Thursday, September 30, 2010

DBIM: About a Boy

Media: Movie
Date: 2002
Severity: 1
Description: In an outing at a park, the title character throws a giant loaf of bread to a duck in a pond and kills it.
Mitigating Factors: None.
Aggravating Factors: Later on, the killing of the duck becomes a bonding moment for the two main characters and a humorous interlude.

Wednesday, September 29, 2010

The DTs

From my journal for today:
8:30 – I was going to have my last can of soda today, but I drank it last night instead. I am now without soda and am starting my attempt to go “cold turkey.”

9:00 – Glass of milk. Bleah. I guess I’ll have to get used to this.

10:00 – Large glass of lemonade. Have to keep hydrated! Hm. I better make some more. Luckily I have a lemon tree.

10: 30 – Water water everywhere and not a drop to drink. Ha ha. Hm. Out of lemonade again. Better get more lemons.

11:00 – Ran out of lemons. I wonder if I can use the leaves.

11:15 – Ran out of leaves. I wonder if I can use the bark.

11:30 – Well, at least I’ll have wood for fires when winter comes.

Noon – Lunch is worthless without a caffeinated soda. Otherwise, I tend to get sleepy. The only obvious solution is to not eat.

Little After Noon – You know the water tastes different in different areas of the house. I think I’ll label each faucet with the taste it has. “Cinnamon-y,” “Loagy,” and “Shimmery.”

More After Noon – This house is has too few faucets. I’m a gonna put in some more so I don’t need to walk so far to get a drink.

Later Than That – Shoot, I need more labels. How am I going to tell which faucet tastes “Brillo?”

Zero Hour – I’m pretty sure that water doesn’t talk. It does sing to me. Why does it sound like Justin Bieber?

After Hours –I went to pick up my children from school and found they weren’t there. I even went looking in all the offices and cubicles. Man, I got some really funny looks from Google security. Now where did I put them?

24 - I think my mind is cracking. I got to get a grip. It’s just withdrawal from aspartame. I can get past this. Where are my sugar free mints? WHO TOOK MY MINTS?!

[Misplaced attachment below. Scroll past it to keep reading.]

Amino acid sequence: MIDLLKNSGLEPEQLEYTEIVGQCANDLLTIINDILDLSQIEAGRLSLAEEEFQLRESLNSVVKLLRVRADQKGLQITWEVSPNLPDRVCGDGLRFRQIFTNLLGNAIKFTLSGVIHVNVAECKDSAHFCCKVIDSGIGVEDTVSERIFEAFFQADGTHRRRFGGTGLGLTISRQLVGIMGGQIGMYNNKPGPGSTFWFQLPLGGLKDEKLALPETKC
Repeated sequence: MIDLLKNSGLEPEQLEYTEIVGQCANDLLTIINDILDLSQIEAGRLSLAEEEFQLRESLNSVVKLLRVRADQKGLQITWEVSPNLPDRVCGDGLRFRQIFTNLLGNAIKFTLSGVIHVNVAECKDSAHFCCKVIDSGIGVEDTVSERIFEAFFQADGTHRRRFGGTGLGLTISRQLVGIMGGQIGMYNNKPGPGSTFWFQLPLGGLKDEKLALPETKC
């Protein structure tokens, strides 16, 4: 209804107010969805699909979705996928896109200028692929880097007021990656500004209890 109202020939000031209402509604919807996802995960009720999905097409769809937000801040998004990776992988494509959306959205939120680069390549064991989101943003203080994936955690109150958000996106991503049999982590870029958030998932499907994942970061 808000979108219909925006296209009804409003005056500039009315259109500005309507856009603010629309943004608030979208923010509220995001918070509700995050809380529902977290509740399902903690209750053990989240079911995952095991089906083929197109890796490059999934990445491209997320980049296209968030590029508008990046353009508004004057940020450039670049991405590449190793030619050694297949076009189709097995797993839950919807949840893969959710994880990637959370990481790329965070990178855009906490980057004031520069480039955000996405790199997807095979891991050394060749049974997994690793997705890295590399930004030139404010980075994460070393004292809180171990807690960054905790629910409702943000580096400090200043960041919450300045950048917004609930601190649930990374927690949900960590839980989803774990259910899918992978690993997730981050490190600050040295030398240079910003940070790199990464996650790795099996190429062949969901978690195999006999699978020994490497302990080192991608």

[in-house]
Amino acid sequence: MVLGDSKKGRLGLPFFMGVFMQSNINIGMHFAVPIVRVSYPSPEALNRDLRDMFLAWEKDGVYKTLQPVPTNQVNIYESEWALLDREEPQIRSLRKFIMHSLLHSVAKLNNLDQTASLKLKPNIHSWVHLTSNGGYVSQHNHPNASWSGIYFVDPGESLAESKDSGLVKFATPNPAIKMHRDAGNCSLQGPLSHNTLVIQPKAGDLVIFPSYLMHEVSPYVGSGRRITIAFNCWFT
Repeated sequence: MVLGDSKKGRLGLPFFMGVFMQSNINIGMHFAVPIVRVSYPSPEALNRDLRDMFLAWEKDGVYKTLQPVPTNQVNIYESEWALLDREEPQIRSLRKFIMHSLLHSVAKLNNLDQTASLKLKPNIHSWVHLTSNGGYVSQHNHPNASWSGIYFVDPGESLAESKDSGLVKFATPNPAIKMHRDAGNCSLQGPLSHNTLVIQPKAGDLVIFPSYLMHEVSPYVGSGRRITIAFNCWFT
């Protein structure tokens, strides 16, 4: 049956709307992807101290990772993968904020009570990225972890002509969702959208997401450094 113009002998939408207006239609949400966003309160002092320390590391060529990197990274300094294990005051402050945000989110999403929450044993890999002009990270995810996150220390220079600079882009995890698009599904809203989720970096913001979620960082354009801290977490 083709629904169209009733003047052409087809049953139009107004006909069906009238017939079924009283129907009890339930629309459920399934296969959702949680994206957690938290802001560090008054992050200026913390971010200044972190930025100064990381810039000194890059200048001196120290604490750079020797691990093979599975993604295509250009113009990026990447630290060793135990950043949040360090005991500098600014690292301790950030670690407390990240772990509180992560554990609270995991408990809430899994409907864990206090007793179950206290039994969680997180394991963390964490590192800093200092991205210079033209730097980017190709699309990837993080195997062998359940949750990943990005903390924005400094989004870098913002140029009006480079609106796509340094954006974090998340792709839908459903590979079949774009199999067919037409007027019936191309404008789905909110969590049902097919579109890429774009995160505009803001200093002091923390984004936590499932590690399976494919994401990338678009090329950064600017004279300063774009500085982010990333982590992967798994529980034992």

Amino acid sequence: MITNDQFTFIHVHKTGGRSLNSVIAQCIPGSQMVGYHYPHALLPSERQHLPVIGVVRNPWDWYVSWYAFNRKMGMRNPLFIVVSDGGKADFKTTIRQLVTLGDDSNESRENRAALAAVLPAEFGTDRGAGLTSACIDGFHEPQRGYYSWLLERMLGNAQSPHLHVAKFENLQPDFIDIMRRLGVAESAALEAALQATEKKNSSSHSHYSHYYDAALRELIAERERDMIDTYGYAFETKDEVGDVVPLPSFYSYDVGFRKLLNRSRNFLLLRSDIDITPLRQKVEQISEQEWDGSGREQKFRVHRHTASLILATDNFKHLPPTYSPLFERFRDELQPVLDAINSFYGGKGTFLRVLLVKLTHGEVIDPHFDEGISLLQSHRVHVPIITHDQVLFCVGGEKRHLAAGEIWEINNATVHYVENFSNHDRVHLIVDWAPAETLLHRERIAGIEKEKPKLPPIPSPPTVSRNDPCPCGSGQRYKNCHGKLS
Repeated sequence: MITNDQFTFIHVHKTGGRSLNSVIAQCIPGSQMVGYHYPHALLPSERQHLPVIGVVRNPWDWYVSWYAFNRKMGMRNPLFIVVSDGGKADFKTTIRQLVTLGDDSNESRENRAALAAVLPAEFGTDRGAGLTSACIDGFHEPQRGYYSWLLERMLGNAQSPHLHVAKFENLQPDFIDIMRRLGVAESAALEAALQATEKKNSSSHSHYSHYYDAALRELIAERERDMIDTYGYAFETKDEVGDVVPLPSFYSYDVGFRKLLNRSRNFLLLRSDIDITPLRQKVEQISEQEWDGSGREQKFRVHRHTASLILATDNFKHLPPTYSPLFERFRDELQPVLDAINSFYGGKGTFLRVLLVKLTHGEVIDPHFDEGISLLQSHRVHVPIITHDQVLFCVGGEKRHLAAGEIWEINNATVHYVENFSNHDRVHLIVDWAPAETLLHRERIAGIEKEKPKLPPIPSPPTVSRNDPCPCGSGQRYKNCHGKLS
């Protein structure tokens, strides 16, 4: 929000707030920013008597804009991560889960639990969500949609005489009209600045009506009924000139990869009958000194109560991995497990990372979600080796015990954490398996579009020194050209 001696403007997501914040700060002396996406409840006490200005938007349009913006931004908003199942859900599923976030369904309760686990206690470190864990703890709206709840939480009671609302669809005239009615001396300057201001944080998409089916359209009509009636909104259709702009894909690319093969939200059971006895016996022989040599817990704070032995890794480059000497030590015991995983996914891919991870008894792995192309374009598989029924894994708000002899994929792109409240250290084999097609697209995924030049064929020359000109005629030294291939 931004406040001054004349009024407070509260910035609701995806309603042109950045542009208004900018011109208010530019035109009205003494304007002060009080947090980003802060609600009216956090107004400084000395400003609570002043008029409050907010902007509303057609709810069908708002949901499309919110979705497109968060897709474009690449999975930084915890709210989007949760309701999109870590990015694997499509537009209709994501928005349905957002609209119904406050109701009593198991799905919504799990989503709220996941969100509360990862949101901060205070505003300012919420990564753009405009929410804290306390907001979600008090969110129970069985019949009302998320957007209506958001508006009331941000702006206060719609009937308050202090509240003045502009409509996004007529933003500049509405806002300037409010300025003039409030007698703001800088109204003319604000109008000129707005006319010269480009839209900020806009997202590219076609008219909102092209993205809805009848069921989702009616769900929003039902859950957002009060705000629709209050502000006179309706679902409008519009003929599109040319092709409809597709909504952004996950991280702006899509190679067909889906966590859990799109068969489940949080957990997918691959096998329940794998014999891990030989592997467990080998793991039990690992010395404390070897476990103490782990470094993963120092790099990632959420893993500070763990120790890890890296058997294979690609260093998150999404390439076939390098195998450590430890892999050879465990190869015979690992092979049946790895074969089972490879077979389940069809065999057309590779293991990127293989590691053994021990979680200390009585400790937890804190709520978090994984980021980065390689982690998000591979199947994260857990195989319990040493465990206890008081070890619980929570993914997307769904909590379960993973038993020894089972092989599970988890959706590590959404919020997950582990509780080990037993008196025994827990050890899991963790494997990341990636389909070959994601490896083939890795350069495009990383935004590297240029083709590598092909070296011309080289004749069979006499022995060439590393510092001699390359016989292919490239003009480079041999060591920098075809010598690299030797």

1408 – The mints are hiding in the attic. I can hear them calling my name. I won’t answer because that’s how they know where I put my ice cream bar.

3:00 – Okay, things seem to be getting better. I tied myself to the bed to keep from hurting anything. Shoot, how do I get to the bathroom? I really gotta pee.

4:00 – Still gnawing through ropes.

5:00 – Whew. Much better now. That wasn’t so hard! I’m through it and back to my normal self. I’m glad I’m not crazy any more.
Now, I’ll just sit down and turn on Fox News.

Tuesday, September 28, 2010

Sick Child Schedule

When caring for a sick child at home while another child is also at home, you may find yourself overwhelmed.  Don't panic!  Here's a list of helpful activities to fill your day.  You don't have to do them all in order, but I did!

1. Make toast for healthy child while sick child is vomiting into the toilet.
2. Clean vomit from bathroom while healthy child dumps toy box onto living room floor.
3. Put toys away while sick child vomits again.
4. Throw out two untouched breakfasts while both brothers lie on the floor while kicking each other in the head.
5. Put sick child on the swing outside to get fresh air while his brother yells at him for not playing with him.
6. Make toast with jelly for sick child while healthy child pours a cup of water on his bed and floor.
7. Offer juice to sick child while healthy child pours his juice into cat's water bowl and then adds their cat food on top.